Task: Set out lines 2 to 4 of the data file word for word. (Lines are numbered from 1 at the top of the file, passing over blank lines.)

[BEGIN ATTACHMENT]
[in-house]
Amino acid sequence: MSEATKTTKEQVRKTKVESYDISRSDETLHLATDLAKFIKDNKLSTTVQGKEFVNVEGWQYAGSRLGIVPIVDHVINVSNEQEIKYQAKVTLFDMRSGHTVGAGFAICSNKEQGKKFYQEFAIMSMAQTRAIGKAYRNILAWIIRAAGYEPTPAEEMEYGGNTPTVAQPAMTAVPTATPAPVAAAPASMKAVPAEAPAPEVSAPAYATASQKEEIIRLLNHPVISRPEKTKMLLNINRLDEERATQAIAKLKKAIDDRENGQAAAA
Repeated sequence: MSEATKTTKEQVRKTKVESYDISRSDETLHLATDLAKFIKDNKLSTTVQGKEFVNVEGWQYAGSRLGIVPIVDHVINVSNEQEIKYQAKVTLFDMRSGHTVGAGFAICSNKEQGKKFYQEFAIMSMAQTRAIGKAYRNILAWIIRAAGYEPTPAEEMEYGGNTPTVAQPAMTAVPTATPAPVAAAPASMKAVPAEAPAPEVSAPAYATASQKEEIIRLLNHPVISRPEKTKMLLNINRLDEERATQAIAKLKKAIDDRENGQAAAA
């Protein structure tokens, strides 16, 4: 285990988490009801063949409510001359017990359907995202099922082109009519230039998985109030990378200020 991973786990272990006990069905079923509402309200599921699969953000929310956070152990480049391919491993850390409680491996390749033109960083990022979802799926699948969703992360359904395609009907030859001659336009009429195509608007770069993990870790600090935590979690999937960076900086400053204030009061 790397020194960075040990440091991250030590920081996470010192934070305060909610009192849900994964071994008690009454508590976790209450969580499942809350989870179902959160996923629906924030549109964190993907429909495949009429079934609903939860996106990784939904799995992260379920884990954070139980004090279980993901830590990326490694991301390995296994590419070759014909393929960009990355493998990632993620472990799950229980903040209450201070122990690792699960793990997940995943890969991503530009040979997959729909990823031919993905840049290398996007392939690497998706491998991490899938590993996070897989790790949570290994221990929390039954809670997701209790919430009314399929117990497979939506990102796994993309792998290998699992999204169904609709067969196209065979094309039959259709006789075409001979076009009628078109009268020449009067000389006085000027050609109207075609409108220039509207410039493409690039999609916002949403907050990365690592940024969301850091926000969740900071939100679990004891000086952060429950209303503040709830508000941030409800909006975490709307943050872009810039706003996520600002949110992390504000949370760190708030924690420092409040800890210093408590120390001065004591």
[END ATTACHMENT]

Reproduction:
Amino acid sequence: MSEATKTTKEQVRKTKVESYDISRSDETLHLATDLAKFIKDNKLSTTVQGKEFVNVEGWQYAGSRLGIVPIVDHVINVSNEQEIKYQAKVTLFDMRSGHTVGAGFAICSNKEQGKKFYQEFAIMSMAQTRAIGKAYRNILAWIIRAAGYEPTPAEEMEYGGNTPTVAQPAMTAVPTATPAPVAAAPASMKAVPAEAPAPEVSAPAYATASQKEEIIRLLNHPVISRPEKTKMLLNINRLDEERATQAIAKLKKAIDDRENGQAAAA
Repeated sequence: MSEATKTTKEQVRKTKVESYDISRSDETLHLATDLAKFIKDNKLSTTVQGKEFVNVEGWQYAGSRLGIVPIVDHVINVSNEQEIKYQAKVTLFDMRSGHTVGAGFAICSNKEQGKKFYQEFAIMSMAQTRAIGKAYRNILAWIIRAAGYEPTPAEEMEYGGNTPTVAQPAMTAVPTATPAPVAAAPASMKAVPAEAPAPEVSAPAYATASQKEEIIRLLNHPVISRPEKTKMLLNINRLDEERATQAIAKLKKAIDDRENGQAAAA
């Protein structure tokens, strides 16, 4: 285990988490009801063949409510001359017990359907995202099922082109009519230039998985109030990378200020 991973786990272990006990069905079923509402309200599921699969953000929310956070152990480049391919491993850390409680491996390749033109960083990022979802799926699948969703992360359904395609009907030859001659336009009429195509608007770069993990870790600090935590979690999937960076900086400053204030009061 790397020194960075040990440091991250030590920081996470010192934070305060909610009192849900994964071994008690009454508590976790209450969580499942809350989870179902959160996923629906924030549109964190993907429909495949009429079934609903939860996106990784939904799995992260379920884990954070139980004090279980993901830590990326490694991301390995296994590419070759014909393929960009990355493998990632993620472990799950229980903040209450201070122990690792699960793990997940995943890969991503530009040979997959729909990823031919993905840049290398996007392939690497998706491998991490899938590993996070897989790790949570290994221990929390039954809670997701209790919430009314399929117990497979939506990102796994993309792998290998699992999204169904609709067969196209065979094309039959259709006789075409001979076009009628078109009268020449009067000389006085000027050609109207075609409108220039509207410039493409690039999609916002949403907050990365690592940024969301850091926000969740900071939100679990004891000086952060429950209303503040709830508000941030409800909006975490709307943050872009810039706003996520600002949110992390504000949370760190708030924690420092409040800890210093408590120390001065004591």